Humanscape in New Jersey. At the Union City Museum, Humanscape: Five Cuban Artists brings together the creative visions of artists who all take the city as their focus, one way or the other. Four of them use photography as a jumping-off point, but with remarkably different approaches and results. Arturo Cuenca explores the tension between images and words—or as he puts it, between “art and ideology”—in manipulated photographs that somehow retain a touch of lyricism. Juan-Sí González—whose Brooklyn show with Frank Guiller we wrote about earlier this year—captures fleeting images of televised “talking heads” as the broadcast signal fades and the image dissolves into abstract pixels.

Guiller takes a more documentary approach, photographing people on New York streets, often with telephoto lenses; the results are unsentimental but intimate portraits of a city and its inhabitants. For Guillermo Portieles, the photograph is a starting point for a series of physical interventions—paint, scratches, wrinkles, folds—that in an odd way reveal the fundamental truth of the image. Sculptor Armando Guiller bypasses photography completely, compressing and distilling his impressions of the city into cleanly geometric sculptures that speak to both the depersonalization of urban life and the depth of its human presence. Humanscape continues at the Union City Museum through June 2. For a photo walk-through of the show, see the Cuban Art News Facebook page.

Goodbye My Love

Public Art in NYC: A Cuban Moment. In recent weeks we’ve run interviews with Alexandre Arrechea and Esterio Segura about their current projects in New York, but we wanted to savor, once again, the fact that not one, but two major public art projects by Cuban artists are on view in the city this spring. Kudos to the Times Square Alliance, Cuban Artists Fund, chashama, and Rockefeller Brothers Fund for sponsoring Segura’s Goodbye My Love, on view through May 13 in the pedestrian passage running between West 42nd and 43rd Streets on the block between 6th Avenue and Broadway. The same to the Sculpture Committee of the Fund for Park Avenue, the Public Art Program of the City of New York’s Department of Parks & Recreation, and Magnan Metz Gallery for Arrechea’s No Limit, on view through June 13 along the Park Avenue traffic mall from 54th Street to 67th.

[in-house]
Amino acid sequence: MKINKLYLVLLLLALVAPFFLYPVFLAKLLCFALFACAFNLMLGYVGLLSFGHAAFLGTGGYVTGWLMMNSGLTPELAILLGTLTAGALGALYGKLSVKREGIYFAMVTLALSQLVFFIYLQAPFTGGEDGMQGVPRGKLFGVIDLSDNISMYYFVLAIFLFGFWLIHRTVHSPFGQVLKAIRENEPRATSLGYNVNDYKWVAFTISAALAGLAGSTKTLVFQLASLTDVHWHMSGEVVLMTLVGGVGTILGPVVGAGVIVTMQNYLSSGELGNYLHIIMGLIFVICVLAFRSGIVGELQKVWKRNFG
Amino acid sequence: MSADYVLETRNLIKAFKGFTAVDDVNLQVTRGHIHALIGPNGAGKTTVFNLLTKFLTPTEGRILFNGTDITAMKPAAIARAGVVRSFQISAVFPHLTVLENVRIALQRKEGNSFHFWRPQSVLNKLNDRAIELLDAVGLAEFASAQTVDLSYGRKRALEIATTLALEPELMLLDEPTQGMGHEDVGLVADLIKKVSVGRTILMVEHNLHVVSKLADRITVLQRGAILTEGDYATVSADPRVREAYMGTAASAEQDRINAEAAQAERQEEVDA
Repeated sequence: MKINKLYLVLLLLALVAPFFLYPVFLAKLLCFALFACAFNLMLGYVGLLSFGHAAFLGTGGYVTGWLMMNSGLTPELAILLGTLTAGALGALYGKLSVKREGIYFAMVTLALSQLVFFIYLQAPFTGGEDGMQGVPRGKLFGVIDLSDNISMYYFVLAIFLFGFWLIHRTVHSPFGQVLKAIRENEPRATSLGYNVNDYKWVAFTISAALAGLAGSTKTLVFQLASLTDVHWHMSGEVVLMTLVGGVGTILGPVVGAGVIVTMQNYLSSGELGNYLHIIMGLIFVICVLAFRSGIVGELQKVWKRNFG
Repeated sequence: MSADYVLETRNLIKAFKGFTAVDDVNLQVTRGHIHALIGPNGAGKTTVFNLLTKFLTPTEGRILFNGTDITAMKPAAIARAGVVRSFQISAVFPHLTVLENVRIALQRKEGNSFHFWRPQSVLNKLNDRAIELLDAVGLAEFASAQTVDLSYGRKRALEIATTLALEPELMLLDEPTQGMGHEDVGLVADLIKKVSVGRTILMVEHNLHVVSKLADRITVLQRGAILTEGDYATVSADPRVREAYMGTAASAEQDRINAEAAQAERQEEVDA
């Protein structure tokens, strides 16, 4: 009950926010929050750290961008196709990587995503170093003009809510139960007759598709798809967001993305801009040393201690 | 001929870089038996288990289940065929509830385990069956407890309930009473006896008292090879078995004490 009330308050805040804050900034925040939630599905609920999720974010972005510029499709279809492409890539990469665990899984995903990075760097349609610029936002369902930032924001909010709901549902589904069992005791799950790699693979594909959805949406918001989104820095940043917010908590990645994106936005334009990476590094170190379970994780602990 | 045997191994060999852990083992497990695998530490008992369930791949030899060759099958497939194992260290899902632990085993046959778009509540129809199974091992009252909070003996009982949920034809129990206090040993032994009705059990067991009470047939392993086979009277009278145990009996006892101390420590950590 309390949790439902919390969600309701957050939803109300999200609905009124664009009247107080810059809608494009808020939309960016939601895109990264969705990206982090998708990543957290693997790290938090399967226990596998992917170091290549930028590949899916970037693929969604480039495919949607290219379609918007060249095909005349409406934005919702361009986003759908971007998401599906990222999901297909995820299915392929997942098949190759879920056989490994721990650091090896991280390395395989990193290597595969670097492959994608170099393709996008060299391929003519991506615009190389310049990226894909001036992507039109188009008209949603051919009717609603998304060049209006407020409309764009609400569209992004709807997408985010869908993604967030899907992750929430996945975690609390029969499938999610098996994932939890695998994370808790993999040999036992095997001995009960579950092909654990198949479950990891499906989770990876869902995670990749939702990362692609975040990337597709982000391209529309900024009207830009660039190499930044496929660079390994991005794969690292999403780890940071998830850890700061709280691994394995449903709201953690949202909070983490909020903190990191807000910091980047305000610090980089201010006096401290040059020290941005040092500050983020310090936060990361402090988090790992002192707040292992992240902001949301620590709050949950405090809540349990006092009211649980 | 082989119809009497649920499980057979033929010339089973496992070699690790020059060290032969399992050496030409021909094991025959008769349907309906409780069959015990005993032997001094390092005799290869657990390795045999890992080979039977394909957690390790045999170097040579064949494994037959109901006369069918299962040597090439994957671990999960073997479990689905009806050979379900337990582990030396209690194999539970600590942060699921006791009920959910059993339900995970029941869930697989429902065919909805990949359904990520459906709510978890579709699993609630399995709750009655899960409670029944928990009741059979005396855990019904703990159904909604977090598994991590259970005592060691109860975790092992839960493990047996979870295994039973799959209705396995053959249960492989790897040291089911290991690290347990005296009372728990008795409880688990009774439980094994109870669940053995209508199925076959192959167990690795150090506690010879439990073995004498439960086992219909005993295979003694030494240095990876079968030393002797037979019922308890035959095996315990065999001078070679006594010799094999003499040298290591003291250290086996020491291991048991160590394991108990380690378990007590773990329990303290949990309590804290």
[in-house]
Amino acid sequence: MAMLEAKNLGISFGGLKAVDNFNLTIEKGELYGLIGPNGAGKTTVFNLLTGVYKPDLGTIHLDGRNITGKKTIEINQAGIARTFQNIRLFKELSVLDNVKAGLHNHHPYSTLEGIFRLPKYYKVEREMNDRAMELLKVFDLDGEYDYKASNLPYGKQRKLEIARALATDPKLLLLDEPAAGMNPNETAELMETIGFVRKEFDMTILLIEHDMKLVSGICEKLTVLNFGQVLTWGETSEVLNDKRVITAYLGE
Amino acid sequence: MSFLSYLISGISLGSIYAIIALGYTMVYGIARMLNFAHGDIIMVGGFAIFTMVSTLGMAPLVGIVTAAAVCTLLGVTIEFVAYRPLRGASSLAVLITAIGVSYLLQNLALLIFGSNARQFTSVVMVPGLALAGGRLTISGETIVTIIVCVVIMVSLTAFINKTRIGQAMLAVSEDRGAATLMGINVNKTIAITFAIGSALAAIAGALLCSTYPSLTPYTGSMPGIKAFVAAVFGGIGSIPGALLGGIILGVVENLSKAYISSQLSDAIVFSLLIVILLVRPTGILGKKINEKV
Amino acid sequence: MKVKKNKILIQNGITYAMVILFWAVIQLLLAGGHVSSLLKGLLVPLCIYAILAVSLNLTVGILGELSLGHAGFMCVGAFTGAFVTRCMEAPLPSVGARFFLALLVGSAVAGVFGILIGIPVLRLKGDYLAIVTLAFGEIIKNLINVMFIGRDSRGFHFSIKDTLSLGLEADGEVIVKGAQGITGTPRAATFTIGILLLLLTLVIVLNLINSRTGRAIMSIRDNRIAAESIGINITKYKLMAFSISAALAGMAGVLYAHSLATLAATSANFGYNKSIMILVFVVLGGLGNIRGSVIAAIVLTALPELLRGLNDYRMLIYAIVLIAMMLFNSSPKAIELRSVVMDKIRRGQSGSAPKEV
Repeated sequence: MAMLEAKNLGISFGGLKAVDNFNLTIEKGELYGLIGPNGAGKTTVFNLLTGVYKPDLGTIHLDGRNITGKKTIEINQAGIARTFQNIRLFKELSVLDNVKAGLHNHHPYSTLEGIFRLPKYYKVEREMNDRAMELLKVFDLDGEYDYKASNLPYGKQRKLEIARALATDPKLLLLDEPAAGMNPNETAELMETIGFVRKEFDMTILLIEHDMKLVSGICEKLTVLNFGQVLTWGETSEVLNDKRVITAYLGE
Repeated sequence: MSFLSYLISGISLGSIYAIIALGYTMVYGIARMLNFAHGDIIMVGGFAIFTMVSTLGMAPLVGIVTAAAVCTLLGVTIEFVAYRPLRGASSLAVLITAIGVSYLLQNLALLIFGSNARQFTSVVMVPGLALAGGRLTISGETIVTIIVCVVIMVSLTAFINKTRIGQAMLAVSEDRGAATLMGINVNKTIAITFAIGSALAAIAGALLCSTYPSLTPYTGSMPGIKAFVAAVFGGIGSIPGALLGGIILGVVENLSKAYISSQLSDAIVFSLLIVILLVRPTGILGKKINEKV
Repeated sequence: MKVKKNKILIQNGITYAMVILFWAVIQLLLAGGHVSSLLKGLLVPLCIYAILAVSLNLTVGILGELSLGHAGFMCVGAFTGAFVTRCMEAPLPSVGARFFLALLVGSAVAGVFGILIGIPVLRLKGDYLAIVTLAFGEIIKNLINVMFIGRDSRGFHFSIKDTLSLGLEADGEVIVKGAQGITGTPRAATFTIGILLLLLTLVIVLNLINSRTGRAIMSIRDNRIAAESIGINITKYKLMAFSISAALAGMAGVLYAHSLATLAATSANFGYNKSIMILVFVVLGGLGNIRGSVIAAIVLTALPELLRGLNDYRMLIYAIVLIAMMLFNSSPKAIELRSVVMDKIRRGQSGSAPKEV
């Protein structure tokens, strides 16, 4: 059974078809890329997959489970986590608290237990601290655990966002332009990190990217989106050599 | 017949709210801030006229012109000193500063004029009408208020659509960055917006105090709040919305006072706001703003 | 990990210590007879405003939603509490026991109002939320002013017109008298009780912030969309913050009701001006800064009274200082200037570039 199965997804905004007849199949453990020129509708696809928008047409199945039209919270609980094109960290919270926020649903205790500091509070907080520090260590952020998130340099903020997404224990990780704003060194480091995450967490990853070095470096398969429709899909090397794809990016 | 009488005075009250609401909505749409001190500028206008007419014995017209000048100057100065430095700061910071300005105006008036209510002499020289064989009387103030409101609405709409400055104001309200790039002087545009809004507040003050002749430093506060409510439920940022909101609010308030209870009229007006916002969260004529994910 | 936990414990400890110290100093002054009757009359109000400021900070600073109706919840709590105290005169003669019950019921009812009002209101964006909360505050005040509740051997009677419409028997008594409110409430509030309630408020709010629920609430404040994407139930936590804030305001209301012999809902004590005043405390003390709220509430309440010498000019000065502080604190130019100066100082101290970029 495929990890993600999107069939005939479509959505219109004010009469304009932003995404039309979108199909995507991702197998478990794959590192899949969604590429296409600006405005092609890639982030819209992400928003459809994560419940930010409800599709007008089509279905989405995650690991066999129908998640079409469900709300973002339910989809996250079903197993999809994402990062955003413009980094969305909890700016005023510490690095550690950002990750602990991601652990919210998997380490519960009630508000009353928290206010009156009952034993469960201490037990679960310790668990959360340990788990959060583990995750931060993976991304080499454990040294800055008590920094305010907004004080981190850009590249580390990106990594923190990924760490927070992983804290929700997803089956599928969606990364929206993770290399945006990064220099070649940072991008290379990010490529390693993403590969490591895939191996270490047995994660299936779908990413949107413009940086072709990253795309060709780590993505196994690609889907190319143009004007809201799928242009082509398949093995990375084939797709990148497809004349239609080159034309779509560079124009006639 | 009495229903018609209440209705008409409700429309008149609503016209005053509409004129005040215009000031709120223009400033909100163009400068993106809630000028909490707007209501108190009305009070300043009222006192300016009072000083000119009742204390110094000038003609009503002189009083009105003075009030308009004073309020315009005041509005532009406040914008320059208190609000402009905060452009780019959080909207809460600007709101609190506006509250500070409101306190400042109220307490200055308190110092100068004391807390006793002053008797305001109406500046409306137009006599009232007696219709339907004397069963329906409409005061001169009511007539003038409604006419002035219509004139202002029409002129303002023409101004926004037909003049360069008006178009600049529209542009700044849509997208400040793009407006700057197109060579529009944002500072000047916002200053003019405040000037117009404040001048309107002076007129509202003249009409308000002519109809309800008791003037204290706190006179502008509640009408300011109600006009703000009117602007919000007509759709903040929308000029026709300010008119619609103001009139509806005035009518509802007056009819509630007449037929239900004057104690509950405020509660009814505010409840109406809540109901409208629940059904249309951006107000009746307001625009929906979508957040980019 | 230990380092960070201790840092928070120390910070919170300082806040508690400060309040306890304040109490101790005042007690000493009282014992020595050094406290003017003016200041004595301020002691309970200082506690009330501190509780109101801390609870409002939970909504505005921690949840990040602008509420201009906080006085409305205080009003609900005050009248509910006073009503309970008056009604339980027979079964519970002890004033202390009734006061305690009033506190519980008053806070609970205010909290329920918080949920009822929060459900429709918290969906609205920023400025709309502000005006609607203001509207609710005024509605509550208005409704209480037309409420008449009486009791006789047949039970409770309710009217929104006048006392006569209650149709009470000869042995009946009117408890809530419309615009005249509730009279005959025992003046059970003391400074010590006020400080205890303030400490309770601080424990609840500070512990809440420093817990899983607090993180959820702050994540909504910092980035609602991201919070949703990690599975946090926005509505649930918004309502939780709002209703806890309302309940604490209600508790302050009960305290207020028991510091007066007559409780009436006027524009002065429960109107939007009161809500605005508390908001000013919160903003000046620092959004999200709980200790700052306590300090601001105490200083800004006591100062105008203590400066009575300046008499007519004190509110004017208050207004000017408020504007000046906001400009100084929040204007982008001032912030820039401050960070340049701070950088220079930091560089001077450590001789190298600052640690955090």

Video Art in Camagüey. The 5th International Festival of Video Art Camagüey (FIVAC) opened yesterday and runs through this Sunday, April 24. The organizers of this biennal event received 456 submissions from 35 countries, and are presenting 152 works during the festival. More than 100 international visitors are expected to attend, including many of the artists, who will participate in workshops. In addition to programs in the principal venues—the Museo and Plaza de San Juan de Dios (Monumento Nacional), the Galería de Arte Universal Alejo Carpentier, and the Gran Hotel—the festival for the first time will also present a selection of works in competition in other municipalities throughout the province. Jorge Luis Santana, president of the organizing committee, noted that “this latest edition will reaffirm our intention to make technology more human, by the warmth of contacts and collaborative work.”